14. The system of claim 12, wherein the instructions are further configured for: automatically resizing the graphical element of the second application to fit within the identified insignificant area of GUI real estate.

15. The system of claim 12, wherein the insignificant area of GUI real estate is identified by a user, and wherein the instructions are further configured for: receiving, from a user, an input that identifies the insignificant area of GUI real estate.

16. The system of claim 12, wherein the instructions are further configured for: identifying protected regions of the real estate of the GUI; and blocking any appropriation of the protected regions for use by the second application.

17. A computer-readable medium encoded with a computer program, the computer program comprising computer executable instructions configured for: identifying an insignificant area of Graphical User Interface (GUI) real estate in a GUI for a first application; and populating an identified insignificant area of GUI real estate with a graphical element of a second application.

18. The computer-readable medium of claim 17, wherein the computer executable instructions are further configured for identifying protected regions of the real estate of the GUI; and blocking any appropriation of the protected regions for use by the second application.

19. The computer-readable medium of claim 17, wherein the computer-usable medium is a component of a remote server, and wherein the computer executable instructions are deployable to a supervisory computer from the remote server.

20. The computer-readable medium of claim 17, wherein the computer executable instructions are capable of being provided by a service provider to a customer on an on-demand basis.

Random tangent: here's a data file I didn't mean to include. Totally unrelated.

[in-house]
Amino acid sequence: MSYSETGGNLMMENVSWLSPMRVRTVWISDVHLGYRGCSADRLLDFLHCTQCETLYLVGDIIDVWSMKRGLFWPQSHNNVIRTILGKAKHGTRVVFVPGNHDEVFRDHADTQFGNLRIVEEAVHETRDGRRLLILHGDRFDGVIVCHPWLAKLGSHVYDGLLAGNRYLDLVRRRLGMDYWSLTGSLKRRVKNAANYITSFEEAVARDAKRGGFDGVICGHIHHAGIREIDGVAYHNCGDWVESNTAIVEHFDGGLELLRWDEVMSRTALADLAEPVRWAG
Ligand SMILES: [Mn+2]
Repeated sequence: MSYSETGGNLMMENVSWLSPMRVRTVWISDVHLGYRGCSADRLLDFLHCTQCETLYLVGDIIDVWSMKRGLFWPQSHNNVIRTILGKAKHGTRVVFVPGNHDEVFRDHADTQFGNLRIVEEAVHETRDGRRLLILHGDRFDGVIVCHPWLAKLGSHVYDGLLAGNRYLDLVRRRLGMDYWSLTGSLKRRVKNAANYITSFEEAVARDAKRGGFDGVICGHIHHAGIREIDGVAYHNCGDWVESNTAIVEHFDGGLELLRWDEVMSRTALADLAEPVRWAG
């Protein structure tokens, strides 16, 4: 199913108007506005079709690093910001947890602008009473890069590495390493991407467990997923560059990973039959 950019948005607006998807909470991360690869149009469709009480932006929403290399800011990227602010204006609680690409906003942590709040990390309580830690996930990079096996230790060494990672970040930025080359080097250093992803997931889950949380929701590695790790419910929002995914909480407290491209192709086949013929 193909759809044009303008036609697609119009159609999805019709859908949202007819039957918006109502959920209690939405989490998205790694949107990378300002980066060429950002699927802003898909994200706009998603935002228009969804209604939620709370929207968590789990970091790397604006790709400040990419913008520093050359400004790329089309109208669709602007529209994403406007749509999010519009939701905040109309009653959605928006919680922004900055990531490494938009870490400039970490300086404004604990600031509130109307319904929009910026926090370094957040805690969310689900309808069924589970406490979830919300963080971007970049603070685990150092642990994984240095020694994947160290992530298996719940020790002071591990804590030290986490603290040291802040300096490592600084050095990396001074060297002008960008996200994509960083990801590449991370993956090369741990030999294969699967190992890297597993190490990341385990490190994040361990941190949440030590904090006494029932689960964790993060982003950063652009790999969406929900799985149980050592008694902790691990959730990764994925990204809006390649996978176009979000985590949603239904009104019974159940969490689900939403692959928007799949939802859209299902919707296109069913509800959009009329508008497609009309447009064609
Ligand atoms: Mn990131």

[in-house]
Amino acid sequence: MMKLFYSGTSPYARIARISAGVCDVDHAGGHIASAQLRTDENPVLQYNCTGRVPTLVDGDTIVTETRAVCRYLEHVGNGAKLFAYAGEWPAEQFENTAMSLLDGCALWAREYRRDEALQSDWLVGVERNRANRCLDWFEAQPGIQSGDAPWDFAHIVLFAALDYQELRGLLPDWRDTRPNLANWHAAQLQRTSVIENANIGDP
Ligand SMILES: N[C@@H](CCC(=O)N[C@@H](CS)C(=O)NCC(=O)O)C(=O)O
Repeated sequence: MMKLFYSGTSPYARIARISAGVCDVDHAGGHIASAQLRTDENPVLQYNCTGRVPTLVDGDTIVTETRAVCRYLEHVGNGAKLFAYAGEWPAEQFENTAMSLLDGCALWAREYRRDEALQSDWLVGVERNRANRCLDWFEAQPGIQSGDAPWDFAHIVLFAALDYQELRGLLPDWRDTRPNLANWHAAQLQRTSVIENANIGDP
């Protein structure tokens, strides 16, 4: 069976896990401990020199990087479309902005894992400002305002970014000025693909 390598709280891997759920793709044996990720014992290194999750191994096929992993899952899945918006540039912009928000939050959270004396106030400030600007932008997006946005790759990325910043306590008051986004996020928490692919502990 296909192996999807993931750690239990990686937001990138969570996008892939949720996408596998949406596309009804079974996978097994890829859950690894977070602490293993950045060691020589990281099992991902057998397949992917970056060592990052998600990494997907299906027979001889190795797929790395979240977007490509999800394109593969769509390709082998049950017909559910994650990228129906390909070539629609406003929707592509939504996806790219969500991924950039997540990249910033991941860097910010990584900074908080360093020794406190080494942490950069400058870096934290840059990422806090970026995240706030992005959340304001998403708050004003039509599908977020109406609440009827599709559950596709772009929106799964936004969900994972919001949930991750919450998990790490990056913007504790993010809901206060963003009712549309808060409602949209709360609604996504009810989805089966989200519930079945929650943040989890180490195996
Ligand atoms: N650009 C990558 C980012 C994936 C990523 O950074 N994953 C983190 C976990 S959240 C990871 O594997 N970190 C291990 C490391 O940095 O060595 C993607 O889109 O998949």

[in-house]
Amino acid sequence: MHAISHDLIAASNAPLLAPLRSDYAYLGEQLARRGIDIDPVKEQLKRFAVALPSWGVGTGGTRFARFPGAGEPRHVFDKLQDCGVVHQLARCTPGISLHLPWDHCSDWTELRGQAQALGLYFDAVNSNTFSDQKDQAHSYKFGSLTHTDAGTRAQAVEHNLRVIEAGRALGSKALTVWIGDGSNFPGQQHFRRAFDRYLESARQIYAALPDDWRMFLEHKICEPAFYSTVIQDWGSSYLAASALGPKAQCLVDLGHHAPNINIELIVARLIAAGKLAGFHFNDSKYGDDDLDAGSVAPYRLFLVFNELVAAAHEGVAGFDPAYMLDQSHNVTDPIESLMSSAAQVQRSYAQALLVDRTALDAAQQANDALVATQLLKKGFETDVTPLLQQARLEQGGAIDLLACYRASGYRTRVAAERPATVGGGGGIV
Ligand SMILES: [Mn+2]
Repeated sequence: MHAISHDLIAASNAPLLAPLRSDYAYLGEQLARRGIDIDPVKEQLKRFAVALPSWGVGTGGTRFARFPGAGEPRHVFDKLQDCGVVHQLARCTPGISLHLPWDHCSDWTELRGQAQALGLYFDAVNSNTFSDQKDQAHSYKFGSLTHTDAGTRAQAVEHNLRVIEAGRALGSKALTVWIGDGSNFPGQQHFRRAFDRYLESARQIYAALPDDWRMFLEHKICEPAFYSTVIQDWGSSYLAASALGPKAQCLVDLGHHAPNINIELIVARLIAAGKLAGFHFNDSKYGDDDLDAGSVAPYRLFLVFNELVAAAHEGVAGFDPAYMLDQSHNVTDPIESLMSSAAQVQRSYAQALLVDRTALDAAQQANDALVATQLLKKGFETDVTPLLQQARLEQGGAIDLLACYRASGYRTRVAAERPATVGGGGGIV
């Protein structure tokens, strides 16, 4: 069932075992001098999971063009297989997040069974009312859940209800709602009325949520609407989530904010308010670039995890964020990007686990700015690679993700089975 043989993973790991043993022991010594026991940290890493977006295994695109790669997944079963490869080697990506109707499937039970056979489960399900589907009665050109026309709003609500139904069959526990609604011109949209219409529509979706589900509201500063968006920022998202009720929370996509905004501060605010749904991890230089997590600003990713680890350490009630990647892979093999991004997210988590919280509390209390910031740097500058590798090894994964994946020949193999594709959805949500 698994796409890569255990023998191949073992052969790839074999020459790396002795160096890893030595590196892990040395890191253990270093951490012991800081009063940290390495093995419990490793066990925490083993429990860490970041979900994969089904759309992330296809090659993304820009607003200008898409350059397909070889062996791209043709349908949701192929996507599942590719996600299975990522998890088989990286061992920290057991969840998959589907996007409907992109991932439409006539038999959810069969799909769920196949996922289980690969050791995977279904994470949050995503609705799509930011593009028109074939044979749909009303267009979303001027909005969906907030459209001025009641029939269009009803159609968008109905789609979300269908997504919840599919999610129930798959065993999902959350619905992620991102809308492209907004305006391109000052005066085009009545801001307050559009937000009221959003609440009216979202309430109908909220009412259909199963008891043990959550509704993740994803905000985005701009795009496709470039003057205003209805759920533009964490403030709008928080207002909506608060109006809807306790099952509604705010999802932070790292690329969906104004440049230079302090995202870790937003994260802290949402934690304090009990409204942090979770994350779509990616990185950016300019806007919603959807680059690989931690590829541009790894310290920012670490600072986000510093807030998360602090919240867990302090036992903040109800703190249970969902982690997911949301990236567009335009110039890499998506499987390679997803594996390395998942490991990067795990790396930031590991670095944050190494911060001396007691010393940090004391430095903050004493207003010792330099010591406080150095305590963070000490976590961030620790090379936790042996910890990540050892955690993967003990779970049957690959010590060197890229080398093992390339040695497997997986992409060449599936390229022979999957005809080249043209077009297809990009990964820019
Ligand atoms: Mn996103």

Description:

BACKGROUND OF THE INVENTION

The present invention relates in general to the field of computers and other data processing systems, including hardware, software and processes. More particularly, the present invention pertains to appropriating and managing Graphical User Interface (GUI) real estate.

In a typical Graphical User Interface (GUI) desktop, the display area (“GUI real estate”) is usually occupied by application-specific windows, menus, a taskbar (that lets the user view and switch between the running operations) and other Operating System (OS) user interface elements. Since this desktop area is usually not large enough for all of the running applications to display their content at once, the OS allows the user to select a subset of applications to be hidden while they run in the background with their windows in minimized or hidden states. Most of the time, a single application occupies most of the display area, even though there are “insignificant” areas being displayed. That is, there are often areas in the application's GUI that are meaningless, such as large areas of monochromatic real estate that provide neither functionality nor information. Thus, such areas waste large areas of the GUI real estate.

SUMMARY OF THE INVENTION

To address the condition described above, presently disclosed are a computer-implementable method, system and computer media for allocating and managing insignificant areas of Graphical User Interface (GUI) real estate. In a preferred embodiment, the computer-implementable method includes identifying an insignificant area of GUI real estate in a GUI that is used by a first application. The identified insignificant area of GUI real estate is then populated with a graphical element of a second application.

The above, as well as additional purposes, features, and advantages of the present invention will become apparent in the following detailed written description.

BRIEF DESCRIPTION OF THE DRAWINGS

The novel features believed characteristic of the invention are set forth in the appended claims. The invention itself, however, as well as a preferred mode of use, further purposes and advantages thereof, will best be understood by reference to the following detailed description of an illustrative embodiment when read in conjunction with the accompanying drawings, where:

FIG. 1 depicts a first application's Graphical User Interface (GUI), which includes one or more insignificant areas of GUI real estate;